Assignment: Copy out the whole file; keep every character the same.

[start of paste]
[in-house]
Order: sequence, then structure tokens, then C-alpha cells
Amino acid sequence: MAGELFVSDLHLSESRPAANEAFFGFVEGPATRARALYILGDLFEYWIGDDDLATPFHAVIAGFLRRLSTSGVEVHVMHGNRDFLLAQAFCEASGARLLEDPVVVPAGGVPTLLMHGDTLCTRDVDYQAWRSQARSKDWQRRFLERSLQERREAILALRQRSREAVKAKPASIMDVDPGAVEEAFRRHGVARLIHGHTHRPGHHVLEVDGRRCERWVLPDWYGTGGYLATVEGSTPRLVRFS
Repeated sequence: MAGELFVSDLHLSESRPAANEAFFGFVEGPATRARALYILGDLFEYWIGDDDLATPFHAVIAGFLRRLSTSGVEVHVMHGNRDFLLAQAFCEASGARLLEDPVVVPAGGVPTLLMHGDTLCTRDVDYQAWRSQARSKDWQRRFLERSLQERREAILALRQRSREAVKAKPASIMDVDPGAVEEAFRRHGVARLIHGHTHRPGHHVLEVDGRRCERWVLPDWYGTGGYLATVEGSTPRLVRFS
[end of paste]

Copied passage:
[in-house]
Order: sequence, then structure tokens, then C-alpha cells
Amino acid sequence: MAGELFVSDLHLSESRPAANEAFFGFVEGPATRARALYILGDLFEYWIGDDDLATPFHAVIAGFLRRLSTSGVEVHVMHGNRDFLLAQAFCEASGARLLEDPVVVPAGGVPTLLMHGDTLCTRDVDYQAWRSQARSKDWQRRFLERSLQERREAILALRQRSREAVKAKPASIMDVDPGAVEEAFRRHGVARLIHGHTHRPGHHVLEVDGRRCERWVLPDWYGTGGYLATVEGSTPRLVRFS
Repeated sequence: MAGELFVSDLHLSESRPAANEAFFGFVEGPATRARALYILGDLFEYWIGDDDLATPFHAVIAGFLRRLSTSGVEVHVMHGNRDFLLAQAFCEASGARLLEDPVVVPAGGVPTLLMHGDTLCTRDVDYQAWRSQARSKDWQRRFLERSLQERREAILALRQRSREAVKAKPASIMDVDPGAVEEAFRRHGVARLIHGHTHRPGHHVLEVDGRRCERWVLPDWYGTGGYLATVEGSTPRLVRFS